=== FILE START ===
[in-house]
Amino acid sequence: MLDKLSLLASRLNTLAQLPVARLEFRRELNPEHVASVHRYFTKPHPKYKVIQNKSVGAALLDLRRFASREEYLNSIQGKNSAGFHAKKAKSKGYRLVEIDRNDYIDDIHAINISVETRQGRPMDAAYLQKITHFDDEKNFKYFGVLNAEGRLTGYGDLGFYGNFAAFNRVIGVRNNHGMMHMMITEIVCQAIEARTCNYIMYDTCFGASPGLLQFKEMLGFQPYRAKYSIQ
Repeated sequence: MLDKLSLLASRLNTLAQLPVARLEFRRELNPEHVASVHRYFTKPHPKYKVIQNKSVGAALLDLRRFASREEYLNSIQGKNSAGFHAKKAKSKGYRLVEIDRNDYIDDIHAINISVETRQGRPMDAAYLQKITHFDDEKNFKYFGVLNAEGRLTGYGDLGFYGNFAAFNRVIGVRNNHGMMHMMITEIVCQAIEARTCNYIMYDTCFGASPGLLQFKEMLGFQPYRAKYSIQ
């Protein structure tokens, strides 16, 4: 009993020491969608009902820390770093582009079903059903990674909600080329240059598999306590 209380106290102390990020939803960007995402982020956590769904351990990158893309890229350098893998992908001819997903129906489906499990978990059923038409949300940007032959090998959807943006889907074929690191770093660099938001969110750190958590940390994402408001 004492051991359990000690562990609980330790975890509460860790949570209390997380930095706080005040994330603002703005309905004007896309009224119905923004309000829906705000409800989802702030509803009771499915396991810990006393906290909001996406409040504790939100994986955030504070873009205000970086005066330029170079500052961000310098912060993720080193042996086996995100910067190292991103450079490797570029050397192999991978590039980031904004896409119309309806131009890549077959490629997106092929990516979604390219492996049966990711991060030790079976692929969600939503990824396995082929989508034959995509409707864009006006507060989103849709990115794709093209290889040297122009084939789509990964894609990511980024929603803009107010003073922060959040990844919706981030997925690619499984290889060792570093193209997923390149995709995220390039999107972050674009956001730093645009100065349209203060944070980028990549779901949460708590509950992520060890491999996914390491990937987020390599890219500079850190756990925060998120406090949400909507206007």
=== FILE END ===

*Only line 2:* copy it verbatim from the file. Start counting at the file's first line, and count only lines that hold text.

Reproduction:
Amino acid sequence: MLDKLSLLASRLNTLAQLPVARLEFRRELNPEHVASVHRYFTKPHPKYKVIQNKSVGAALLDLRRFASREEYLNSIQGKNSAGFHAKKAKSKGYRLVEIDRNDYIDDIHAINISVETRQGRPMDAAYLQKITHFDDEKNFKYFGVLNAEGRLTGYGDLGFYGNFAAFNRVIGVRNNHGMMHMMITEIVCQAIEARTCNYIMYDTCFGASPGLLQFKEMLGFQPYRAKYSIQ